Learning the Montessori Way: Multiplication

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My kids are ready for multiplication!  I can't believe it!  It's amazing how time flies.  To be completely honest, multiplication activities have been on our learning shelves before.  I've just never used the Montessori materials for teaching multiplication.  This year, we're bringing them out!

One reason for not doing so sooner is that the multiplication materials seemed just a little intimidating.  I didn't know their sequence, and honestly had no clue how many there were, let alone how to use them.  So I did some research and a lot of studying.  A special thanks to Seemi from Trillium Montessori, Bess from Grace and Green Pastures and Lolly from Elementary Observations for answering my questions and pointing me in the right direction in regards to resources.

For those wondering just how multiplication is taught the Montessori way, here's an introduction to everything you need to know.
Multiplication is first introduced using the Golden Bead Material in preschool.  Yes, you heard me right, in preschool.  A Montessori preschool classroom includes children ages 3-6.  The picture above shows a Montessori Introduction to Decimal Quantity with Tray, to show you what the bead material looks like.  However you will need at least 9 thousand cubes, 9 hundred squares, 9 ten bars, and 9 units.  Our Golden bead material came as part of our Brilliant Minds Montessori Math Kit.  The thousand cubes and hundred squares are wooden, but they work beautifully.  For instructions and visuals on how to present multiplication using the Golden Bead Material visit Montessori World.

Once multiplication has been introduced and understood using the Golden Bead Material, you're ready to start skip counting using the Montessori Complete Bead Material.  Now, I need to confess, I do not own the large and small bead chains. I will one day, but not yet.  So in the mean time, I improvise.  There are many bead material options, when it comes to having enough bead bars on hand to do skip counting work.  I use the Montessori Checker Board Beads.  The beads, paired with the ten bars from the golden bead material work beautifully.  You'll have more than enough beads to work with, and will use them for future Montessori multiplication activities.  Free tickets/labels for skip counting can be found in my post Montessori-inspired Math Activities using Bead Bars.  If you need directions and visuals on how to use the materials, I highly recommend visiting the Montessori Print Shop.  You can also find instructions and resources at The Pinay Homeschooler.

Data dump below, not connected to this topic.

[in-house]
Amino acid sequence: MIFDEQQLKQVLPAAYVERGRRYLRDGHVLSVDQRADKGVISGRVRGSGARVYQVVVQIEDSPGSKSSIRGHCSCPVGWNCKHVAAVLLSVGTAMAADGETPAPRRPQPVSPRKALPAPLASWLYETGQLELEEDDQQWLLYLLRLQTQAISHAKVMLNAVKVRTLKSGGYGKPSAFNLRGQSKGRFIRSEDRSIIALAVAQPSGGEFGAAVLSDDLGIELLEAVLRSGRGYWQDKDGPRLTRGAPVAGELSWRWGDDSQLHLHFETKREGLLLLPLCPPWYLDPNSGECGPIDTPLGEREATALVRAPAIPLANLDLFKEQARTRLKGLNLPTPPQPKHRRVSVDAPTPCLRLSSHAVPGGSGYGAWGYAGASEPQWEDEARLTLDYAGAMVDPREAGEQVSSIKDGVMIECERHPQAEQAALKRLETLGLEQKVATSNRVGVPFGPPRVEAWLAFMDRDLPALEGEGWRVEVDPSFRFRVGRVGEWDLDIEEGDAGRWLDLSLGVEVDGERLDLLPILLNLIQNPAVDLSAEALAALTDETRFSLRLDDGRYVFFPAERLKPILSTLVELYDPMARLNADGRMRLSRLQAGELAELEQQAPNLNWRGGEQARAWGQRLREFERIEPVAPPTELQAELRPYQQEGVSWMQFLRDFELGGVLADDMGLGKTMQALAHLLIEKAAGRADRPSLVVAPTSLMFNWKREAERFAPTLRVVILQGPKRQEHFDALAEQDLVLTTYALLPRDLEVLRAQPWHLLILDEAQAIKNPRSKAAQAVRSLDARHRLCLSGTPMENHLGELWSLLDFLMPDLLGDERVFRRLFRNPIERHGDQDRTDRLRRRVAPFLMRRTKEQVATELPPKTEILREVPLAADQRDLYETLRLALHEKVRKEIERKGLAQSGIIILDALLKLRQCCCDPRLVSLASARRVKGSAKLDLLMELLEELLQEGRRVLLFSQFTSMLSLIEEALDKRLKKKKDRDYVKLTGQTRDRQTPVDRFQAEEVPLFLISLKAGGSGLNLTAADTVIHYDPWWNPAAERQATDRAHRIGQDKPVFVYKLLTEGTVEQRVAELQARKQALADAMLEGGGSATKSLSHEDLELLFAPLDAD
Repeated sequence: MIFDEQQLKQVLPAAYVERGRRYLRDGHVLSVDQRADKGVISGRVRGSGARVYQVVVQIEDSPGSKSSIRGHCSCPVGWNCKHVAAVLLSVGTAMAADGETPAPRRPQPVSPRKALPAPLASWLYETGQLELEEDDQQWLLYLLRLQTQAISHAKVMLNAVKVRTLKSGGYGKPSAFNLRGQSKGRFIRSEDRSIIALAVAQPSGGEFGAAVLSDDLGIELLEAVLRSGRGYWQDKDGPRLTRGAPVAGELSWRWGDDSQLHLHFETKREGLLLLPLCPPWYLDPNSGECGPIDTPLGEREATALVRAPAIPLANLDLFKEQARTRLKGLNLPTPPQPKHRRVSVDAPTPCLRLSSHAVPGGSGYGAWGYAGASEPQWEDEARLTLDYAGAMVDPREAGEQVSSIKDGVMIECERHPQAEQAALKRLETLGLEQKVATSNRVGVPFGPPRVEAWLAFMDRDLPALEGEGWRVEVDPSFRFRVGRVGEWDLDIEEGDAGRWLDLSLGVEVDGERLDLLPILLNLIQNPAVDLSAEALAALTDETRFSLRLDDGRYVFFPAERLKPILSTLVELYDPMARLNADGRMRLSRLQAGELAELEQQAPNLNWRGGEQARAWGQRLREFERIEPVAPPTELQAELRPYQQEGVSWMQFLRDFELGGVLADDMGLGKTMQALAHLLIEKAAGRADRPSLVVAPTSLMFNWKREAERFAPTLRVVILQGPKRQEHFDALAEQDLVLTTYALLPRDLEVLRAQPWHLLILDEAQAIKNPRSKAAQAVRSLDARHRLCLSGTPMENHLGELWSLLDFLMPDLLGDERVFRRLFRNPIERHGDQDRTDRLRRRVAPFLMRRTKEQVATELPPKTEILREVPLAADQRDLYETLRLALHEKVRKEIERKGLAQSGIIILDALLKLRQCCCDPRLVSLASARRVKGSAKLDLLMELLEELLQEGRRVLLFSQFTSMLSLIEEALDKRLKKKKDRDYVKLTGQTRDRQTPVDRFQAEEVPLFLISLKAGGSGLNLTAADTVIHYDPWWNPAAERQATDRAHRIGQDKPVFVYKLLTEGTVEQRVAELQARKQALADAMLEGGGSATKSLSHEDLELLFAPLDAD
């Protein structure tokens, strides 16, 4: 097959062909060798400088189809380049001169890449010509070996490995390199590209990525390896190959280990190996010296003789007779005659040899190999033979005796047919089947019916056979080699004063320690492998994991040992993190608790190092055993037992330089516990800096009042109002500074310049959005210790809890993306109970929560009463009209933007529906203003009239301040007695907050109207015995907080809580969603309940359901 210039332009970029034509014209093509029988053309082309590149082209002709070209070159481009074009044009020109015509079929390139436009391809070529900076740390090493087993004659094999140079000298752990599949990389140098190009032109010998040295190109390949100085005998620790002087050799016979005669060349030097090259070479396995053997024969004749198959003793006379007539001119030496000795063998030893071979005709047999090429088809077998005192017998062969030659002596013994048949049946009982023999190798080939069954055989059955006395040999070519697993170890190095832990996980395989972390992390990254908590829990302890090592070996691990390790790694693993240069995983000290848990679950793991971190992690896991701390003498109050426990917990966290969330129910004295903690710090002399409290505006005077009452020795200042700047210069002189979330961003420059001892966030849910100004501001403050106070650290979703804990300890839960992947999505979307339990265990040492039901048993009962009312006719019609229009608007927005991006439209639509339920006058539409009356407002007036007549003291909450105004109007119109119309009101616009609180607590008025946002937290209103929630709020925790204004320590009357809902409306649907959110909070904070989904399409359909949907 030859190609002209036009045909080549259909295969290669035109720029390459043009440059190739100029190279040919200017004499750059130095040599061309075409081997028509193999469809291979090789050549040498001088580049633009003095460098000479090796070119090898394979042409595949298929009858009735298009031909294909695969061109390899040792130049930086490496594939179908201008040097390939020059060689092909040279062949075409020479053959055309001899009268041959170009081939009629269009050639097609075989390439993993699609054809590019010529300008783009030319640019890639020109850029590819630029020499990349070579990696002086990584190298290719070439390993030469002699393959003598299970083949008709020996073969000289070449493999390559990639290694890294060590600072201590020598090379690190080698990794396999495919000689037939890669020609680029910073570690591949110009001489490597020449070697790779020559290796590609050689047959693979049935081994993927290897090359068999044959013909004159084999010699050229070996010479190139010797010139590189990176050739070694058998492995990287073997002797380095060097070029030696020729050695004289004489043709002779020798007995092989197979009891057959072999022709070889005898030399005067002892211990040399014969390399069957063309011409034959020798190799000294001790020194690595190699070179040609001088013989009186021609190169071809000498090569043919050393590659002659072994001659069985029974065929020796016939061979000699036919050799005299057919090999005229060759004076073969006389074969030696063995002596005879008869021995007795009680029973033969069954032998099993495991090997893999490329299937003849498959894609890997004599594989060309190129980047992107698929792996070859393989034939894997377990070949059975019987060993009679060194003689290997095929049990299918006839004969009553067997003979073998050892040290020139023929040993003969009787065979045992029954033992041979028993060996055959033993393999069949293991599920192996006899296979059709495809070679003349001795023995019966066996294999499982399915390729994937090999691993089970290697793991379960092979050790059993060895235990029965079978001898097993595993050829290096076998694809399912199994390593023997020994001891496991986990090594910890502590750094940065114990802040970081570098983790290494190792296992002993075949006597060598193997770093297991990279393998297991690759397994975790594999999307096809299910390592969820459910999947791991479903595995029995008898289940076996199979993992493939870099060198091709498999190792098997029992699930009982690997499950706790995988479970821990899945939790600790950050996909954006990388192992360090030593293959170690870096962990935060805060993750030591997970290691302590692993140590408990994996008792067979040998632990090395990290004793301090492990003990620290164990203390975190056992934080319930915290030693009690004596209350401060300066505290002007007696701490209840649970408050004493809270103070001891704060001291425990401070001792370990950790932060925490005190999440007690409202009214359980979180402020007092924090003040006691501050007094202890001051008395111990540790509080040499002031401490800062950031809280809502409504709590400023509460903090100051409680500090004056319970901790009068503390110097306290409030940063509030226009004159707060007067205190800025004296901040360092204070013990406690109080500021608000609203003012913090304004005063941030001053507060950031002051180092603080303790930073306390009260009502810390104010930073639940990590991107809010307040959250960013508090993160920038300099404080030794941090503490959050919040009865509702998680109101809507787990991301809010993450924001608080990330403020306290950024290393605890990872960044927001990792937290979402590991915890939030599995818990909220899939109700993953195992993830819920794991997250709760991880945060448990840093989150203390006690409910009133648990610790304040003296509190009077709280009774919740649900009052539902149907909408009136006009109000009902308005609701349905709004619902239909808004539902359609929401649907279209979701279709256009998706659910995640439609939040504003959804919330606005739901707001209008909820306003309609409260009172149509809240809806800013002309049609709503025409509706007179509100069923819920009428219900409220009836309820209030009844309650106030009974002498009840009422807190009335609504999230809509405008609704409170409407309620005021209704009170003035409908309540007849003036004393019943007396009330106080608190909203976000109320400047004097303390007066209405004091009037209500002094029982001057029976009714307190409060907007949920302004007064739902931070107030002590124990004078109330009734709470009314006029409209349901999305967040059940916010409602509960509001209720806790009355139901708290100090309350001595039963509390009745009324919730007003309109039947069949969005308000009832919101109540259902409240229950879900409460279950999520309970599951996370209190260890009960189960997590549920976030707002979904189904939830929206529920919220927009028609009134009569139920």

The Montessori Multiplication Working Charts can be introduced after the skip counting material or simultaneously.  They are a fabulous way to help children learn their multiplication facts.  Visit the Montesssori Album to find directions and free resources for Chart 1 and Chart 2.

The Montessori Multiplication Bead Board is next on the list of materials, and probably the most well known.  It can be introduced after skip counting and the charts, or it can be introduced simultaneously.  For directions and resources on how to use this material, be sure to visit The Pinay Homeschooler.


The Montessori Stamp Game is introduced as a way to teach static and dynamic multiplication after all previous materials have been presented and mastered.  For directions on how to use the stamp game, visit Carrots Are Orange.  You will note that the post starts out by explaining how to use the stamp game for addition.  It is important to learn this process first, in order to understand how to use the game for multiplication.  The stamp game can also be used later on to teach long multiplication.

The Montessori Small Bead Frame is the last of Montessori multiplication materials in the preschool curriculum.  For directions on how to use it visit the the Montessori Primary Guide.  You'll notice directions for using the small bead frame for addition and subtraction as well.  This material can be used for both static and dynamic multiplication.